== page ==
In October, the Financial Conduct Authority (“FCA”) announced plans to extend access to, and increase the award limit under the Financial Ombudsman Service (“FOS”). The FOS is an independent organisation set up to review and resolve complaints involving financial products and services in areas such as banking, insurance and financial investments.
Under the current rules only businesses with fewer than 10 staff and an annual balance sheet of up to £2 million (micro-enterprises) can refer their complaints to the FOS and the maximum award that can be made by the FOS is capped at £150,000 (although the FOS can recommend any amount of redress, it is only able to make binding and enforceable awards up to this amount, if the consumer accepts its final decision). This leaves many SMEs, charities and trusts struggling to resolve their disputes with financial services providers as their only redress is to commence litigation.
The FCA has announced a near-finalised set of rules which are expected to be available in their final form later this year and come in to force on 1 April 2019. Under these new plans, businesses with an annual turnover of up to £6.5 million and, fewer than 50 staff or an annual balance sheet of below £5 million, will be able to refer their complaints to the FOS.
In addition, the FCA has also published a consultation to extend the potential award that can be made by the FOS from £150,000 to £350,000 (for complaints concerning acts or omissions which took place on or after 1 April 2019) and £160,000 (for complaints concerning acts or omissions which took place before 1 April 2019). It is proposed that these new limits would increase annually in line with the Consumer Price Index.
These reforms will widen access to the FOS and in fact, the FCA estimates a further 210,000 SMEs in the UK will become eligible to have their complaints reviewed by the FOS. The FOS determines complaints on the basis of what is fair and reasonable and is not restricted by the decisions of UK courts. Widening access to the FOS will mean that more SMEs, charities and trusts will be able to resolve complaints without having to resort to litigation.
Seeking a decision under the FOS is quicker and cheaper than pursuing a financial service provider via litigation, therefore widening access to the FOS should help those SMEs, charities and trusts who would struggle to afford litigation and therefore may not pursue a claim. It should be noted however, that the consultation proposes that if the act or omission to which the complaint relates occurred before 1 April 2019, then the maximum award, should the complaint be successful, is the lower amount of £160,000. This means that the FOS will only be able to award the higher amount on future acts or omissions and that businesses with past or existing complaints will have their redress limited.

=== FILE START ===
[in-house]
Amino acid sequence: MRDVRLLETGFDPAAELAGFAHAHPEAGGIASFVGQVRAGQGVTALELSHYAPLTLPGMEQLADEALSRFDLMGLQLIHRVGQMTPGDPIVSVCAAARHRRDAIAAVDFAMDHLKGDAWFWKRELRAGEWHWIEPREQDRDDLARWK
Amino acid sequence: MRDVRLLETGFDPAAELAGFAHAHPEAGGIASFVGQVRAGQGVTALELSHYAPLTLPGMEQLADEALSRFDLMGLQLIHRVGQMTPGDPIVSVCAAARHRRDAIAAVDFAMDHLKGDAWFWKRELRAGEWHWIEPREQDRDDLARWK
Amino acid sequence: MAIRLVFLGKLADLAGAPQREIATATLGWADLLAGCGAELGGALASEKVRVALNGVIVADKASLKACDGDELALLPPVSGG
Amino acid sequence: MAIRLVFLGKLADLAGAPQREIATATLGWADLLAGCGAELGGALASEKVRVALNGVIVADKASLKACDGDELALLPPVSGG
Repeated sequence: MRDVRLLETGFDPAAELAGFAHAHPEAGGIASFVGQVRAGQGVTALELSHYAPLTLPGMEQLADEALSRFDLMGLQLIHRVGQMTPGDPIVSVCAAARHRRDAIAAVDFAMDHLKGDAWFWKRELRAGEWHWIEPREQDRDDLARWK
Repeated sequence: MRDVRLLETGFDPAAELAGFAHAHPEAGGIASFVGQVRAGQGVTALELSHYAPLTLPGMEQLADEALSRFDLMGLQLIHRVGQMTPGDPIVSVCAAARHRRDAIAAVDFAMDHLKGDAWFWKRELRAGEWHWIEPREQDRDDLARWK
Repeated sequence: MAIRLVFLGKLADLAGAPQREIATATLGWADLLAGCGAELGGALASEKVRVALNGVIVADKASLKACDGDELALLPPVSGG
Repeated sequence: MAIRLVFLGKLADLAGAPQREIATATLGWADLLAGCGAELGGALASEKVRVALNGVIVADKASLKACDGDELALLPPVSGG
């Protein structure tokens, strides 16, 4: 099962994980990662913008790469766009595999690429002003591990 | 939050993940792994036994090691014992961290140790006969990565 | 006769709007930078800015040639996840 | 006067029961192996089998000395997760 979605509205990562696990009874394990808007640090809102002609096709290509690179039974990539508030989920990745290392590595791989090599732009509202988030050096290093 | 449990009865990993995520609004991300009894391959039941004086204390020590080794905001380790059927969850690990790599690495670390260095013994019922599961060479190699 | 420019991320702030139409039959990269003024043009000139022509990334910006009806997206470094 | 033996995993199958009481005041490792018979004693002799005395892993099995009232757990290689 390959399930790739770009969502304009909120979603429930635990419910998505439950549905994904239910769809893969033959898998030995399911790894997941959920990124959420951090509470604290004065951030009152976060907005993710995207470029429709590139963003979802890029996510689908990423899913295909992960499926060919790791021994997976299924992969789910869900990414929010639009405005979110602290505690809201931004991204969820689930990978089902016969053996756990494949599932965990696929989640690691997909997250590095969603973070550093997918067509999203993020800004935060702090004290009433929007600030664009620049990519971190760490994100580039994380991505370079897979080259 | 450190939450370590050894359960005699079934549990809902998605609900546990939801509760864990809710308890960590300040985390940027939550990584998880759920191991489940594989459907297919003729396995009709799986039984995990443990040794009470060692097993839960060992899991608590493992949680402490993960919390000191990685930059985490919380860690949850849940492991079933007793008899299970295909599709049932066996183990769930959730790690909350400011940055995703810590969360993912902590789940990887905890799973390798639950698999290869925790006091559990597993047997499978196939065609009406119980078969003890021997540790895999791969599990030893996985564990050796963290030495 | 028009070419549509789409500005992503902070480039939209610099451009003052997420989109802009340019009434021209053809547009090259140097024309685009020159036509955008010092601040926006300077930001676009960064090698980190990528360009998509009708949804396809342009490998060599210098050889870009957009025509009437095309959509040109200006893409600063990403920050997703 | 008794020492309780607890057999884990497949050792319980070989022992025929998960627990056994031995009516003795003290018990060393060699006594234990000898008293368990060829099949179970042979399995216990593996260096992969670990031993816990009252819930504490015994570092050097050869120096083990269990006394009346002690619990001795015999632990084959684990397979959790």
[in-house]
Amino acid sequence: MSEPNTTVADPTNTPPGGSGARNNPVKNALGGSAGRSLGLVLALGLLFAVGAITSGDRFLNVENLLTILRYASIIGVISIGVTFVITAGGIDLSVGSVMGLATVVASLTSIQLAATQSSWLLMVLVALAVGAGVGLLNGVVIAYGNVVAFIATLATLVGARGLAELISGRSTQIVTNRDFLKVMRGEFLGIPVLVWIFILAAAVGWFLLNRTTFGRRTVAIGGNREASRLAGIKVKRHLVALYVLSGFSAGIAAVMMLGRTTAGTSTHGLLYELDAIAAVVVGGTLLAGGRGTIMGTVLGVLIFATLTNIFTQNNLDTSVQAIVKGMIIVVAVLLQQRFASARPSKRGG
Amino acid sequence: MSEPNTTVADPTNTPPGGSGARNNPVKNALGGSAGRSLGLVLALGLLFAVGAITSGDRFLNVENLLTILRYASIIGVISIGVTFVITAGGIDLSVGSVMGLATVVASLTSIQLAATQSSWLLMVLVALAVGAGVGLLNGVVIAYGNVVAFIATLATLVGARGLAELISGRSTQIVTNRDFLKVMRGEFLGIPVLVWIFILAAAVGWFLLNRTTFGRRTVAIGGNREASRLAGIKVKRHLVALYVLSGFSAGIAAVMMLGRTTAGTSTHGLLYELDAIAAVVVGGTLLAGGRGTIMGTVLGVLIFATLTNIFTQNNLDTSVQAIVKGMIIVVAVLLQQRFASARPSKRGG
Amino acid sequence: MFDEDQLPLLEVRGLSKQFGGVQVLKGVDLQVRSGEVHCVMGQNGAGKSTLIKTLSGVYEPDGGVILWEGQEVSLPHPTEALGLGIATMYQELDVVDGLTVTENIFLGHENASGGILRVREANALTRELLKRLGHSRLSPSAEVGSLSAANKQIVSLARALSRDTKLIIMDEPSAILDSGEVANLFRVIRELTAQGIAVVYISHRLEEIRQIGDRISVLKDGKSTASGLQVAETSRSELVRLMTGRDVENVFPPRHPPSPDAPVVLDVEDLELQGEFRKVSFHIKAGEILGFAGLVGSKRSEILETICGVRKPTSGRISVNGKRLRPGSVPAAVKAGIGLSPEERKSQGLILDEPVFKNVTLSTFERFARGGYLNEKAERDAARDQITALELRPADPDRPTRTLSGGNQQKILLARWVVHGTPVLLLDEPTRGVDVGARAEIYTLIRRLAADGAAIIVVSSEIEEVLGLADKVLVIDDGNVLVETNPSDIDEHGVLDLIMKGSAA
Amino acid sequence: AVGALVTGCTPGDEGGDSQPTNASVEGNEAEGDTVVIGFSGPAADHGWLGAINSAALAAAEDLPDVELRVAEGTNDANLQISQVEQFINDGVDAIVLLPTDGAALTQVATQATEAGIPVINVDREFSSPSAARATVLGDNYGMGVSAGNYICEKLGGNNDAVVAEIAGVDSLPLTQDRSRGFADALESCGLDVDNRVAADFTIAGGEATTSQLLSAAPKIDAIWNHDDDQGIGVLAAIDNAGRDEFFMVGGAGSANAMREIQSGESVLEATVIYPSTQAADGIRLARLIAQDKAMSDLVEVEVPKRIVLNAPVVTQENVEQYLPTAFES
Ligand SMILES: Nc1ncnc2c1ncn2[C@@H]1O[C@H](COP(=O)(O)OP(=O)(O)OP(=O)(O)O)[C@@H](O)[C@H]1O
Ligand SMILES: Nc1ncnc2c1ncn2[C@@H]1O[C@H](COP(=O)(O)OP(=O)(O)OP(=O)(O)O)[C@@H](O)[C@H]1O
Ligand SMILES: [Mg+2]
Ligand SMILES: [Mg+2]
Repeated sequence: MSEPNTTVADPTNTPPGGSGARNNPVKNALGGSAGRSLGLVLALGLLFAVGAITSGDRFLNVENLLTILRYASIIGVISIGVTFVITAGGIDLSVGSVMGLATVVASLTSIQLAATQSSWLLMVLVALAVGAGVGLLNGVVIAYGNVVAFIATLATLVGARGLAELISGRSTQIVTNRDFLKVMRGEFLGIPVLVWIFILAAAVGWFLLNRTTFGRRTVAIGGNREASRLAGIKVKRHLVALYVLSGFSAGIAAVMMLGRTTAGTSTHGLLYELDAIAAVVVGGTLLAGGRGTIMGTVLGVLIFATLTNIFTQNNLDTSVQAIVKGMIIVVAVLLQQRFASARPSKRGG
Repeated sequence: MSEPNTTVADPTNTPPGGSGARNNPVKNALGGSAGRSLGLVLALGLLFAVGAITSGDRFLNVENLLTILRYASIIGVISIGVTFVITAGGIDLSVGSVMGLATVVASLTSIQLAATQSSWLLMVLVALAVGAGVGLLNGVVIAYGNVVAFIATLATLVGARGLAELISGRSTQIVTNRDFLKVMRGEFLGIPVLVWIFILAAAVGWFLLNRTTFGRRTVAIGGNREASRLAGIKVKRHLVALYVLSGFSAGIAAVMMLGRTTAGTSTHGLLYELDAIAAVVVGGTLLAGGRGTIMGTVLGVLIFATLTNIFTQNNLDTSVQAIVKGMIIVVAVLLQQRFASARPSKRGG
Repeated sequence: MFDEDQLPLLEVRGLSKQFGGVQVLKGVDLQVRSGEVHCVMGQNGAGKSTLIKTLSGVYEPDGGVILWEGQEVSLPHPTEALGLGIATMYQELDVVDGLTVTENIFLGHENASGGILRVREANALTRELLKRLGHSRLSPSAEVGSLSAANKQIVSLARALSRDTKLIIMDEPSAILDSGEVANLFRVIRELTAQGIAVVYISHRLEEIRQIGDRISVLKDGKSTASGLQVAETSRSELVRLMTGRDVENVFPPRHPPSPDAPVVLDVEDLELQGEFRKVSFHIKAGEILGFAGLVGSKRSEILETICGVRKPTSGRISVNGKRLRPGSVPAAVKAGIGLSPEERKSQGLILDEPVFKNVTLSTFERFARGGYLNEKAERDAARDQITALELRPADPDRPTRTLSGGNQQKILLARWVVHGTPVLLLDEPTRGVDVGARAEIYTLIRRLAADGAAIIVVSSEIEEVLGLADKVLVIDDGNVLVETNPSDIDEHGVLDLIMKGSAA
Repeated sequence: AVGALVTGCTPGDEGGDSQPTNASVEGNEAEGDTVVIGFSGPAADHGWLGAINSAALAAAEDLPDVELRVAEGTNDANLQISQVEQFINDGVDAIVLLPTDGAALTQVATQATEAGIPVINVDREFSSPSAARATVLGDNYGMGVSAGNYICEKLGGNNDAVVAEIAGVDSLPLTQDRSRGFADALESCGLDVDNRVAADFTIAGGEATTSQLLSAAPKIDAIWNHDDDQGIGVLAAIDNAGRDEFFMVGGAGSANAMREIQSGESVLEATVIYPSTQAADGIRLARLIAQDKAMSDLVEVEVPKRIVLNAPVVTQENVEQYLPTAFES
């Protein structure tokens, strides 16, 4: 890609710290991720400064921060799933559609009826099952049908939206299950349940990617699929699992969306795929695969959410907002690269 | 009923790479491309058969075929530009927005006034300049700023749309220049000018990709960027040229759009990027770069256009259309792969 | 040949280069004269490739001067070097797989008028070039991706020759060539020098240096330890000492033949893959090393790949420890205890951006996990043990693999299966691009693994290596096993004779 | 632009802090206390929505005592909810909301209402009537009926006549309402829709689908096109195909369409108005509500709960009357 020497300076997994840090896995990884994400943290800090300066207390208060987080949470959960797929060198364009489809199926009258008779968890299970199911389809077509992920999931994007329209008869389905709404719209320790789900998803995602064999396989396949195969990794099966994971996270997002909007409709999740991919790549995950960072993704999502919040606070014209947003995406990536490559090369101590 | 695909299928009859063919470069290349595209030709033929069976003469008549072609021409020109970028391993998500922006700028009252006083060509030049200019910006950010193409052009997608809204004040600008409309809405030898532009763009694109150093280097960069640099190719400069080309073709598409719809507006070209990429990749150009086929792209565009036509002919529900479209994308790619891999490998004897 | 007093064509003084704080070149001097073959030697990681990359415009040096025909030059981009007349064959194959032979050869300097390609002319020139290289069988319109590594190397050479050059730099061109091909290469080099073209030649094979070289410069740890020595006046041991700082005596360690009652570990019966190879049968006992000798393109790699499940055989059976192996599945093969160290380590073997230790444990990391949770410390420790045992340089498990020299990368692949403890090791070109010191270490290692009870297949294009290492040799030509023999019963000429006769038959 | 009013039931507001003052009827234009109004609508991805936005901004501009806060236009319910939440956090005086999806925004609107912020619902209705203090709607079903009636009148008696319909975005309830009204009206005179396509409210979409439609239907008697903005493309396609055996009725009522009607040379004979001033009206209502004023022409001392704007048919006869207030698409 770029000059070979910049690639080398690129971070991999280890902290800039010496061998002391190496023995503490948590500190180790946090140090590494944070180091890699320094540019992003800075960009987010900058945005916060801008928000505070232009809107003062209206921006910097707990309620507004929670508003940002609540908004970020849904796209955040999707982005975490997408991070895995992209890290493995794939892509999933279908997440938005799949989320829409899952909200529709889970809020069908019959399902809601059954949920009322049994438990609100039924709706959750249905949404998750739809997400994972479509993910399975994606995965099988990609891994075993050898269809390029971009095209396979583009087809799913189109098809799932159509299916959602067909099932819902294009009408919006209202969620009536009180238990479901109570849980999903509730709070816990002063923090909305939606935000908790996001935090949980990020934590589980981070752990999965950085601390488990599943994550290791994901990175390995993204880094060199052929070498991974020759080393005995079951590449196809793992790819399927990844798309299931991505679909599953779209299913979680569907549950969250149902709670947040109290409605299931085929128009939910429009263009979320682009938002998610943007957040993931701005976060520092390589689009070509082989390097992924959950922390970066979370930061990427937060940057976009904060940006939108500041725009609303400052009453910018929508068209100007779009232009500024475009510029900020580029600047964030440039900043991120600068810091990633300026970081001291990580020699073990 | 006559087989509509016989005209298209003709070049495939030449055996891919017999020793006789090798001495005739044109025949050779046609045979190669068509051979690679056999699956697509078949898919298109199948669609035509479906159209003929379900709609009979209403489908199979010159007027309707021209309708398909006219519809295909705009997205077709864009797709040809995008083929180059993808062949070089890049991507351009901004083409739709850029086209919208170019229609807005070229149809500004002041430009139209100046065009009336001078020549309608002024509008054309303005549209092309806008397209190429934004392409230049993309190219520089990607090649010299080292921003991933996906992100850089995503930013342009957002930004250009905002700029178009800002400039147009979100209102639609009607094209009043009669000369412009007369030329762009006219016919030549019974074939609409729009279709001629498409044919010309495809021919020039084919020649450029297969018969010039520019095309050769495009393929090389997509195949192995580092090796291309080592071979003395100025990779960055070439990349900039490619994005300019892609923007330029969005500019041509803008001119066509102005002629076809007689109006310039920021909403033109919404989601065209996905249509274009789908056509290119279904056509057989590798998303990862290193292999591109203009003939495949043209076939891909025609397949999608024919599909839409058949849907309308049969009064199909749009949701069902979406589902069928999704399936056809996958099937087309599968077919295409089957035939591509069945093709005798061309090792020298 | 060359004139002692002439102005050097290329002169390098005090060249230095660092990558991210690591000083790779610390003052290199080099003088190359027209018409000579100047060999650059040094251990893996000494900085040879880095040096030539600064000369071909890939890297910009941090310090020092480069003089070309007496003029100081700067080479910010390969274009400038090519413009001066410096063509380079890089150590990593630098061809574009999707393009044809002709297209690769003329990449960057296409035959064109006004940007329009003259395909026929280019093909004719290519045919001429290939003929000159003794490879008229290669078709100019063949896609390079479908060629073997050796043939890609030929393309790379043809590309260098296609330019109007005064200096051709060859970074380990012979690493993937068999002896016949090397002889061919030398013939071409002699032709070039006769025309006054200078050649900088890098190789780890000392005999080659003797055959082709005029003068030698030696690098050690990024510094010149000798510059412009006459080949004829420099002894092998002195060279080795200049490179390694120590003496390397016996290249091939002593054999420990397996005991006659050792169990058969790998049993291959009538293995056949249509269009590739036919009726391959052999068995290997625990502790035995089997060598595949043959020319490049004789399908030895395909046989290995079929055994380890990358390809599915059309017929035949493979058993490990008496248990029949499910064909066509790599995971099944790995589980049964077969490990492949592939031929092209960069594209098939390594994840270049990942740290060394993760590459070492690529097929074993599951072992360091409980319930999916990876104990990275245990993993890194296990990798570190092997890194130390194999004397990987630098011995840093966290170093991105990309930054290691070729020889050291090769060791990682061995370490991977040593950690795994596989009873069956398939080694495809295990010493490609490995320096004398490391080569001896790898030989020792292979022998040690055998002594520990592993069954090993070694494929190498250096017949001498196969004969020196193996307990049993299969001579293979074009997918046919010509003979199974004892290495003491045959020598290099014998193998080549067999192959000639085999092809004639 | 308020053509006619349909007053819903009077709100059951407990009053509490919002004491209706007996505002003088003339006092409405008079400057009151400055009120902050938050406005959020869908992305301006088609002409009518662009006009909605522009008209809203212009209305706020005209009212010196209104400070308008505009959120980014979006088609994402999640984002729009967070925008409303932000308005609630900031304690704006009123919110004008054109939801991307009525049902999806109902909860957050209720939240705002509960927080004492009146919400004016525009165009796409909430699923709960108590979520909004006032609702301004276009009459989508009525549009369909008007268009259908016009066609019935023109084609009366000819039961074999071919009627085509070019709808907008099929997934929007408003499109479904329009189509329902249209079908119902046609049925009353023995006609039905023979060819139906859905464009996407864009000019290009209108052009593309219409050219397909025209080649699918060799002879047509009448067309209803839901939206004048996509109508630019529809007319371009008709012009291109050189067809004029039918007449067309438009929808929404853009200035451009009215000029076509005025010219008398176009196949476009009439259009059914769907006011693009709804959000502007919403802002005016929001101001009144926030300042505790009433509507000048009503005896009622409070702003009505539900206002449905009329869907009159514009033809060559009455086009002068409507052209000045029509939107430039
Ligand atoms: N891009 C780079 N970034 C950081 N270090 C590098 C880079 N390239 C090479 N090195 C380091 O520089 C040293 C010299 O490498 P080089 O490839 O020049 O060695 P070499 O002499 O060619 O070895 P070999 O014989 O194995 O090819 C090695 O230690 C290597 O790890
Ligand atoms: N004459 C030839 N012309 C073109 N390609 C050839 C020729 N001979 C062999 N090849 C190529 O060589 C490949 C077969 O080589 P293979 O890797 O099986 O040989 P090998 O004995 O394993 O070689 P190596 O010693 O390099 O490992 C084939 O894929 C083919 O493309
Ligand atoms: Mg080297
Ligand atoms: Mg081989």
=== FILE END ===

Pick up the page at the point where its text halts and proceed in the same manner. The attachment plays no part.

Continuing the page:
The FOS is designed to resolve disputes quickly and at no cost to the complainant making it an attractive alternative to litigation. However, currently there are significant backlogs in dealing with complaints expeditiously and its remains to be seen whether any significant changes will be introduced to clear or reduce that backlog before the changes take effect in April 2019.
Furthermore, although the FOS can recommend any amount of redress, its recommendations are only binding and enforceable up to its award limit (currently £150,000, with a consultation to increase to £350,000 in progress). If, however, a business’s complaint exceeds the current FOS award limit it cannot accept a decision from the FOS and then pursue court proceedings for the balance. It does not, in effect, enable businesses or individuals to top up any FOS award by way of subsequent litigation.
Nevertheless, the proposals will be welcome by many and here at Edwin Coe we are able to advise individuals, SMEs, trusts and charities in respect of their eligibility to refer a complaint to the FOS or to pursue their claim via other means.
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